Frances “Frannie” Gardner, CFP, has just about cornered the women’s market in the Dallas-Fort Worth metroplex. She has done it without directly selling anything but her professional skill and her empathy for the special financial concerns and perspectives of women.

The tool of her trade is the educational seminar, and in her case, the term “educational” isn’t marketing hype. Her two-session, six-hour “Taking Control” seminars take place at local community colleges and earn the attendees continuing education credits, for which they pay $59. She never mentions products and does not hand out business cards. The content is strictly generic and focused on women’s financial needs, from the basics of budgeting to taxes, risk management, investing, estate and retirement planning, and decision-making in divorce and widowhood.

Attendees turn in a financial data sheet at the second session, and from that, Frannie develops a personal, comprehensive financial plan that culminates the course. The plan’s recommendations usually lead to sales of insurance products and transfers of assets to manage — but those are choices the clients make: Frannie lets the plans do the selling.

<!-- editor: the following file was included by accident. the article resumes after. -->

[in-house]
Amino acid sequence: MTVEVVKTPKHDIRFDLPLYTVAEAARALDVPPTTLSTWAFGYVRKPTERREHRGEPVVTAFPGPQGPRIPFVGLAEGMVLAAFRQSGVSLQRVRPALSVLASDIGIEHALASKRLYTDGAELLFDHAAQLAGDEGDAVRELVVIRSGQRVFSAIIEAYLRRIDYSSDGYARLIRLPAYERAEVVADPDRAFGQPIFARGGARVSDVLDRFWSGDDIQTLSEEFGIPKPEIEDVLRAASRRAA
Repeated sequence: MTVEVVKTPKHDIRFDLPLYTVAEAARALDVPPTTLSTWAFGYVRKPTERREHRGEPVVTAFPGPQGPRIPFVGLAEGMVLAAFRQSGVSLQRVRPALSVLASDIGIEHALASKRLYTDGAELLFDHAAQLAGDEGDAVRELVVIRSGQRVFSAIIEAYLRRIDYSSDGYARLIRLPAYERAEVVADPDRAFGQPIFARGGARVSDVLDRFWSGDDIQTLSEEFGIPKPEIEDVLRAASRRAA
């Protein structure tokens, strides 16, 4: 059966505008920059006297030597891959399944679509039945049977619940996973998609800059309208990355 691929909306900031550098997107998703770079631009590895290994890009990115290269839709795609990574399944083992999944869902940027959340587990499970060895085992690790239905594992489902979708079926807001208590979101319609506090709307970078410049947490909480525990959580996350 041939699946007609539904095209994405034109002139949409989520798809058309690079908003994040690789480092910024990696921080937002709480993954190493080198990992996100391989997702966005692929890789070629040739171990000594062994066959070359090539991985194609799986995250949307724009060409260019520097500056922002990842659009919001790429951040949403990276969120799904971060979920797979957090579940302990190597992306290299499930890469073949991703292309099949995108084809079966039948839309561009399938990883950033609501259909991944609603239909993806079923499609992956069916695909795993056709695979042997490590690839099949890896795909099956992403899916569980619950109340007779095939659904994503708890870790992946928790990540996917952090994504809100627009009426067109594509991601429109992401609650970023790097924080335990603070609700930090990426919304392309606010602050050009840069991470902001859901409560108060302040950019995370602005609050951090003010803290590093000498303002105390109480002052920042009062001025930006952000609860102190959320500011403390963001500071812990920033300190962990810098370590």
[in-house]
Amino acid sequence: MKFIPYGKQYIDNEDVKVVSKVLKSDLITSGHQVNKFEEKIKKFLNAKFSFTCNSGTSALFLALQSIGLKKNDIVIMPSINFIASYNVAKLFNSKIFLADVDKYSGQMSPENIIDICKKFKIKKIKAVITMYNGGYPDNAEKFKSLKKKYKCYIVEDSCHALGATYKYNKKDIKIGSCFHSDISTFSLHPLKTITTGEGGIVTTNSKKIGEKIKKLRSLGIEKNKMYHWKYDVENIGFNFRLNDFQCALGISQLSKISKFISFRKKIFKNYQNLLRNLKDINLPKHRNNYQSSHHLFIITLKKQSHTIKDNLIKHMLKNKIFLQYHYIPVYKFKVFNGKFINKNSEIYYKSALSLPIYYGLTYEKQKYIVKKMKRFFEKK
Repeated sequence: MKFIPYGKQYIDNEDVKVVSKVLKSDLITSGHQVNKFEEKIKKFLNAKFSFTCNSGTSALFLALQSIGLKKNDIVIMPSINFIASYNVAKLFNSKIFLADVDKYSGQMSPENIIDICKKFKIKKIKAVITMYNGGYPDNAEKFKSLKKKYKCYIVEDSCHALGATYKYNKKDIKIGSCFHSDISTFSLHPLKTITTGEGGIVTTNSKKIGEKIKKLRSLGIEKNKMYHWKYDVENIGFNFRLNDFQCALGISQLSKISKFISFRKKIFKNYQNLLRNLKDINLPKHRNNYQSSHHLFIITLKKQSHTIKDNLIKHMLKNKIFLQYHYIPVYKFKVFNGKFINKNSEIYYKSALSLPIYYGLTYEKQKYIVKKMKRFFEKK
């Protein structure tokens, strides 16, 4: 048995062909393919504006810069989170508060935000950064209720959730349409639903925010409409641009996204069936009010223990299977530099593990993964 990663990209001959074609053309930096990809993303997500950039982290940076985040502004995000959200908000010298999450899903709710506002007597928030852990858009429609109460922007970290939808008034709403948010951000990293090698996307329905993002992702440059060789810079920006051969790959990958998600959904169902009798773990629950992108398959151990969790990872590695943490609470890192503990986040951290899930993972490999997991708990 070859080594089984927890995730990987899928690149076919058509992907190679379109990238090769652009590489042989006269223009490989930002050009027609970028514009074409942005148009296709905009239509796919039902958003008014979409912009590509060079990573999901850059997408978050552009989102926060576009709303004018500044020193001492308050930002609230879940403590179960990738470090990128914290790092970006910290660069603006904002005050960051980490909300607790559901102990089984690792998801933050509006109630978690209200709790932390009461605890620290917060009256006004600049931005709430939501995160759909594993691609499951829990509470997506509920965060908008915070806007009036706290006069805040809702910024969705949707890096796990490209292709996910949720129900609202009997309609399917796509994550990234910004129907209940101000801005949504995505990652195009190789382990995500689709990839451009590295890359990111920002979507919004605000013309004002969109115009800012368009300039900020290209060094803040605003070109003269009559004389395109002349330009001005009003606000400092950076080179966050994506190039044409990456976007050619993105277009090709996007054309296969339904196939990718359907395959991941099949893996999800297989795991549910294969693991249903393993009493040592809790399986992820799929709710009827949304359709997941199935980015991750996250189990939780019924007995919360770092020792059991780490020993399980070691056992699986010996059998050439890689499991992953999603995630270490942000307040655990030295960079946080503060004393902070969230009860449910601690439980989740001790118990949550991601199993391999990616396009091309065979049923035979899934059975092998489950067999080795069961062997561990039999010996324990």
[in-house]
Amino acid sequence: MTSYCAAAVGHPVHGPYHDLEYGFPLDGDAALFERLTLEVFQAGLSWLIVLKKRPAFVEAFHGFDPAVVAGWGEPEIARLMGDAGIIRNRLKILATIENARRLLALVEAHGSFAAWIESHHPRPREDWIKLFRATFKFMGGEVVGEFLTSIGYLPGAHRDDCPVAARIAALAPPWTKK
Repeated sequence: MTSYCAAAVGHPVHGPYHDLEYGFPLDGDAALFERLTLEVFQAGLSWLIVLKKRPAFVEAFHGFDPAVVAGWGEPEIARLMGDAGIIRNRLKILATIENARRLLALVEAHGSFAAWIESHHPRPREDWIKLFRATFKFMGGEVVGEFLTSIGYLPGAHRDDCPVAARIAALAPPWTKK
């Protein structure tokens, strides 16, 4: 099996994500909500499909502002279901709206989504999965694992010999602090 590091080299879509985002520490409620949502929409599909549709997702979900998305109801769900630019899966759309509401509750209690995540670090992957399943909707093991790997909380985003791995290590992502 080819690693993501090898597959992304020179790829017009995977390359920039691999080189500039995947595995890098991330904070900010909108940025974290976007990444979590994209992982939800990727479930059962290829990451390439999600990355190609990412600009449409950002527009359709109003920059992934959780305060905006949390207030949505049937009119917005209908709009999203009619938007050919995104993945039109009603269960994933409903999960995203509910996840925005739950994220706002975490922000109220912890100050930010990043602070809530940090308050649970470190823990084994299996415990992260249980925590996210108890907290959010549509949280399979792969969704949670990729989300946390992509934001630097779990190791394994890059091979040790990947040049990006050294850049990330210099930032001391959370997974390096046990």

“I tell the ladies that if they bought one of these plans off the street, so to speak, it would cost $1,500,” Frannie says. “Nine out of 10 women who attend sign up for an appointment to see me after they get their profile.”

Editor’s Note: The preceding tip was taken from “Helping Women Take Control,” a Producer Profile by Gordon Bess, FLMI, that ran in the March 2006 issue of Life Insurance Selling. To read the full article, click here.

To read last week’s Tip of the Week, click here.

For more about seminars, see:

Professional seminars build credibility, business

Better prospecting: The art of marketing by seminars

Winning With Senior Seminars